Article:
And Madame Pele has grace in plenty to bestow when she so chooses:

Pele has given us the grace of quiet for today, but we don’t know what tomorrow may bring,” Hawaii County Mayor Harry Kim said at a community meeting Monday night..


Giver of islands..

“My house was an offering for Pele,” said Monica Devlin, 71, a retired schoolteacher whose home was destroyed by a lava flow. “I’ve been in her backyard for 30 years,” she reflected, doing the math on when she moved here from Northern California. “In that time I learned that Pele created this island in all its stunning beauty. It’s an awe-inspiring process of destruction and creation and I was lucky to glimpse it.”

I offer flowers here in my written thoughts, considering her.



One Response to “Vog and laze, MARFORPAC, Leilani Estates, and above all, Pele”

  1. Charles Cameron Says:

    I posted this [above] on FB, and my friend Tom Elliot, who lives a few miles north of Leilani Estates, posted this comment, which I thought worth bringing over here with his permission. It offers a closer and more detailed look:

    Nice post Charles. I will note that one of the tendencies of mainland reporting has been to conflate the various events that are happening as if they are all happening in the same general area, they are not. The “five miles high” likely references the 30,000′ ash plume from the summit crater, which is 25 miles west of the lava eruption site. That plume contains no lava but is instead caused by constant rockfalls in the now drained crater at the summit. That rock falls until it hit lava and/or the water table which is now leaking into the drained crater and when those three meet it causes either small explosions or larger events depending on how blocked the column gets before the force of gas and steam below it blows it out of the top of the summit.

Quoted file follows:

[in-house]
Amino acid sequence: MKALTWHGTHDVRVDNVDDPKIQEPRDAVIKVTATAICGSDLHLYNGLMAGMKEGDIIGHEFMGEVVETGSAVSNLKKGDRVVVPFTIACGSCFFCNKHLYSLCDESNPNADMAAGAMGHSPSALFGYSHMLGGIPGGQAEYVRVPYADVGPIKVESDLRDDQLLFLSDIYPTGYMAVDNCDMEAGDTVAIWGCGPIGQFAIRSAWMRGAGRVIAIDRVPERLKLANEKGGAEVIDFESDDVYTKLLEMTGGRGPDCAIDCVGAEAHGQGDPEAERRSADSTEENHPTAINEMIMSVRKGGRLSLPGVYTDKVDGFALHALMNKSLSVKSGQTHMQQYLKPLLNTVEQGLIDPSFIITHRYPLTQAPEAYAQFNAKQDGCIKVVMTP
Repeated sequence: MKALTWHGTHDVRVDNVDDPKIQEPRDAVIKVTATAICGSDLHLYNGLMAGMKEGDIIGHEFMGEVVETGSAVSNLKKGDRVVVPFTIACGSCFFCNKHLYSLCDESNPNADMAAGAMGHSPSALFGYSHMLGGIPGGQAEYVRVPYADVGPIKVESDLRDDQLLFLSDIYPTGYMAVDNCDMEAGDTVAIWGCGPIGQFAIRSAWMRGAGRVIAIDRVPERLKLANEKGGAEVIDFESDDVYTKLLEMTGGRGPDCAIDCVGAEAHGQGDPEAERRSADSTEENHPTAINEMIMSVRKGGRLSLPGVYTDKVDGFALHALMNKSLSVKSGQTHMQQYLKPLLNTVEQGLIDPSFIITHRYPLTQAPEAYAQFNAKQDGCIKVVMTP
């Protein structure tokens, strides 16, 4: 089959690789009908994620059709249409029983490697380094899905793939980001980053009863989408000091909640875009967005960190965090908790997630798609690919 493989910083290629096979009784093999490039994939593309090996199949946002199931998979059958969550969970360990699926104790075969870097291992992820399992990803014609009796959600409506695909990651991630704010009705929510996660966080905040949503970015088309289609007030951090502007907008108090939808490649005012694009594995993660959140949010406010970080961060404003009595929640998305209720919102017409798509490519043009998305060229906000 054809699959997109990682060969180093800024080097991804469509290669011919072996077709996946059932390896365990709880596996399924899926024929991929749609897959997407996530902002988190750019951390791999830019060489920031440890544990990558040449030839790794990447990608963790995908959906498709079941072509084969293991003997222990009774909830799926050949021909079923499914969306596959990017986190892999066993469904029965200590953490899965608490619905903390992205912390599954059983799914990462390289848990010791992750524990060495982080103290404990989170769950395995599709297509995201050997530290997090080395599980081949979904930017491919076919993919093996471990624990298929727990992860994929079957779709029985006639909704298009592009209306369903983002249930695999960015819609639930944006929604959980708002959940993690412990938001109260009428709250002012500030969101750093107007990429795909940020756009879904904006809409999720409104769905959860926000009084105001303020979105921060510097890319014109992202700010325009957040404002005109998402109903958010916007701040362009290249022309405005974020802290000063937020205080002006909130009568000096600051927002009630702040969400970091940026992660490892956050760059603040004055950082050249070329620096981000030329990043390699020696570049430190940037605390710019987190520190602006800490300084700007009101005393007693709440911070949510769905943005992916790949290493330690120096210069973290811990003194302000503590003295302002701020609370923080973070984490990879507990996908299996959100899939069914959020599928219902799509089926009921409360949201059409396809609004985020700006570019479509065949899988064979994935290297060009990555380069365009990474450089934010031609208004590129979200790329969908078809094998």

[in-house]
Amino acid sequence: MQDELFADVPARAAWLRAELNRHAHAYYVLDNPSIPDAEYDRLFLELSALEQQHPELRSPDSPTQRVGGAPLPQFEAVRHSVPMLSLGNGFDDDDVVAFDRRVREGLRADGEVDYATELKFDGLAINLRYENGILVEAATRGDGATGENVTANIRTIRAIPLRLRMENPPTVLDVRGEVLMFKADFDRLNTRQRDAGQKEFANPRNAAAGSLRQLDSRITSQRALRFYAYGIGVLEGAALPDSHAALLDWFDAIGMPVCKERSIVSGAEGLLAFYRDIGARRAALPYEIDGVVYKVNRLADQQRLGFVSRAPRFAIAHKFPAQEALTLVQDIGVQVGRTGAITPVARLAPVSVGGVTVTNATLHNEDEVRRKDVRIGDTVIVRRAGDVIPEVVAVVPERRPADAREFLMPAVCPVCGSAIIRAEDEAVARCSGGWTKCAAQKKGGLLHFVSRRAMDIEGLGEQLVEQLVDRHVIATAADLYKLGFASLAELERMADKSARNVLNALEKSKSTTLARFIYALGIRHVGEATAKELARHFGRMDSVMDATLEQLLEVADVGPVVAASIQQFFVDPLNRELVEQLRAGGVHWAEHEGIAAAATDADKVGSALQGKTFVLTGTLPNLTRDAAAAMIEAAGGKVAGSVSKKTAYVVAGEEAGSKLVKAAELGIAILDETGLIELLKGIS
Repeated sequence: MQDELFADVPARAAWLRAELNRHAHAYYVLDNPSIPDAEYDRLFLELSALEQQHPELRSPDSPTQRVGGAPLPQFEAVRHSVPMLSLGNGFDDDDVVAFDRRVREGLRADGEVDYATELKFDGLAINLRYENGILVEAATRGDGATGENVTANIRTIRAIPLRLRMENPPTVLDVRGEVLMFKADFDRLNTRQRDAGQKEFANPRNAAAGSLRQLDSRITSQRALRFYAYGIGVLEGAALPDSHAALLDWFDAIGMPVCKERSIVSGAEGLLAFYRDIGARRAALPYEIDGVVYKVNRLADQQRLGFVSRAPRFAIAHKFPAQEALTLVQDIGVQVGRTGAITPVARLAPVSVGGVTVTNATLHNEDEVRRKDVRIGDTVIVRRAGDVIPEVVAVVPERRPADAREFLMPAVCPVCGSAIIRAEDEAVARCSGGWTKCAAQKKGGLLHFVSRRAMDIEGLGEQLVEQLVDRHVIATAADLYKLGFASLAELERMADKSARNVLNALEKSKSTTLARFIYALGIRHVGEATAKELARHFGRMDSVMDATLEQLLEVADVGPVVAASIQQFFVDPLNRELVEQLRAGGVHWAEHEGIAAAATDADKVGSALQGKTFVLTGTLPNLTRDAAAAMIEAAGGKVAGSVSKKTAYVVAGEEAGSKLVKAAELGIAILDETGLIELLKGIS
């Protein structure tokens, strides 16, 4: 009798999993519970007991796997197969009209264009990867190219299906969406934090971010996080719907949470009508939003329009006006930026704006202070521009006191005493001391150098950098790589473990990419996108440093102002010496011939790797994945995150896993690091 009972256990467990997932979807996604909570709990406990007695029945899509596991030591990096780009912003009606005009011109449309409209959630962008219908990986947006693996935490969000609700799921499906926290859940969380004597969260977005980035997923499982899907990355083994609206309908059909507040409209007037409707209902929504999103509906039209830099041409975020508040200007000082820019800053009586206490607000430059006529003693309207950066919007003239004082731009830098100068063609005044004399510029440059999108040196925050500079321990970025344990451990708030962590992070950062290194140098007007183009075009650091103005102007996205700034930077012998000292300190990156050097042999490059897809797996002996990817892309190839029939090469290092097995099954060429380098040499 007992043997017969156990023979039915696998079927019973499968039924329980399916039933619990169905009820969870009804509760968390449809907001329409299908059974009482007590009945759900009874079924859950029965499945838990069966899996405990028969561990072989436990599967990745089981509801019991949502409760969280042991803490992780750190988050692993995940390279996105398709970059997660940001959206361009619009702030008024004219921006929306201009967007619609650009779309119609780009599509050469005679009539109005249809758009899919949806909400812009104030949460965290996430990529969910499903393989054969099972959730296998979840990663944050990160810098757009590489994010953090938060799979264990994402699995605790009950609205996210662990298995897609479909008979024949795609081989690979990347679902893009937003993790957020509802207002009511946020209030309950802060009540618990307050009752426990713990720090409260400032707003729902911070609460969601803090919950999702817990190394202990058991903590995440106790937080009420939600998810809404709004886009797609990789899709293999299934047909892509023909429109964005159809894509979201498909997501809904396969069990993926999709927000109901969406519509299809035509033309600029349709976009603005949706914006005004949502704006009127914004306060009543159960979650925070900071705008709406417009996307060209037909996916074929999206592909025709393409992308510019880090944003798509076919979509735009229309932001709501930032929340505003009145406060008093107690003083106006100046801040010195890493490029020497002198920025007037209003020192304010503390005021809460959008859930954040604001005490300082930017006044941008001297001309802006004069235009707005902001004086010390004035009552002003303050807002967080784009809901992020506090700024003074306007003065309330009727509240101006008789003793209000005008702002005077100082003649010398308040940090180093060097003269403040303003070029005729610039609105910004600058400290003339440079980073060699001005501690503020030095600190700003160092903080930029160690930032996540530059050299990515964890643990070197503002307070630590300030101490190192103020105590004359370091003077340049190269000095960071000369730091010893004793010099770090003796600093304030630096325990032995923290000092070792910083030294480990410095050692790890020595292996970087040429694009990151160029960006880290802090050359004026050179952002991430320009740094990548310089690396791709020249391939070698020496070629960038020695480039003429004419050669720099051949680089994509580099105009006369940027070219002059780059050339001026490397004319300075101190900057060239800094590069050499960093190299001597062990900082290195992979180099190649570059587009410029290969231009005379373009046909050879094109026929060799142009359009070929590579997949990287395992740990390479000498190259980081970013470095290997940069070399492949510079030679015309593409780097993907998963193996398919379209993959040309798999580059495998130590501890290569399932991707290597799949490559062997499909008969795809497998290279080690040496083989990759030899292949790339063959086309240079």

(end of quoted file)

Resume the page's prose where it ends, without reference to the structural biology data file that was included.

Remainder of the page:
That’s producing the ash fall that is nagging at communities SW of the summit in the Ka’u District. Places like Na’alehu, Pahala and Wood Valley which is a big coffee growing area are dealing with the ash.
    Meanwhile over here about 7 miles South of us is Leilani Estates and the East Rift Zone. That’s where the fissures opened up and the lava is now flowing and taking homes, even more this evening. Then those fissures are feeding another event, the ocean entry, in the Kalapana area downhill from Leilani and that is what is producing the laze and hydrosulfuric acid mist embedded with glass particles.
    The events are linked but have quite different impacts on the areas where they are happening and most mainland reports fail to understand that.
    But your post really handles the resilience of the locals well. We know the hazards where we live, much like the Gulf Coast residences now bracing for massive flooding rains and a tropical storm know the hazards there, yet still live there